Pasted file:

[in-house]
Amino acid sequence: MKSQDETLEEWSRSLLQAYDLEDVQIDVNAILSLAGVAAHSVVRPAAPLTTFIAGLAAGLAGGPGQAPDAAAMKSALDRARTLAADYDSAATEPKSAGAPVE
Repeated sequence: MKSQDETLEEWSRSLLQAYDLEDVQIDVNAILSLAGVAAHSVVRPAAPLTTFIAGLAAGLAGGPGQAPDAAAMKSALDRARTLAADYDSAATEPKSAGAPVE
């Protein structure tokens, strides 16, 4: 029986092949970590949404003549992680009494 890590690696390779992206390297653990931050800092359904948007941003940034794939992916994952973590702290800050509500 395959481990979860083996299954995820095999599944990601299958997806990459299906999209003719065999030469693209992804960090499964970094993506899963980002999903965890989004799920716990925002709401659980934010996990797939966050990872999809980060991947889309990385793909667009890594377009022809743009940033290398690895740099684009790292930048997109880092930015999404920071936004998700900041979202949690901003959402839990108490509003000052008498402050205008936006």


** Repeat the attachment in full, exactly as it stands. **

[in-house]
Amino acid sequence: MKSQDETLEEWSRSLLQAYDLEDVQIDVNAILSLAGVAAHSVVRPAAPLTTFIAGLAAGLAGGPGQAPDAAAMKSALDRARTLAADYDSAATEPKSAGAPVE
Repeated sequence: MKSQDETLEEWSRSLLQAYDLEDVQIDVNAILSLAGVAAHSVVRPAAPLTTFIAGLAAGLAGGPGQAPDAAAMKSALDRARTLAADYDSAATEPKSAGAPVE
């Protein structure tokens, strides 16, 4: 029986092949970590949404003549992680009494 890590690696390779992206390297653990931050800092359904948007941003940034794939992916994952973590702290800050509500 395959481990979860083996299954995820095999599944990601299958997806990459299906999209003719065999030469693209992804960090499964970094993506899963980002999903965890989004799920716990925002709401659980934010996990797939966050990872999809980060991947889309990385793909667009890594377009022809743009940033290398690895740099684009790292930048997109880092930015999404920071936004998700900041979202949690901003959402839990108490509003000052008498402050205008936006």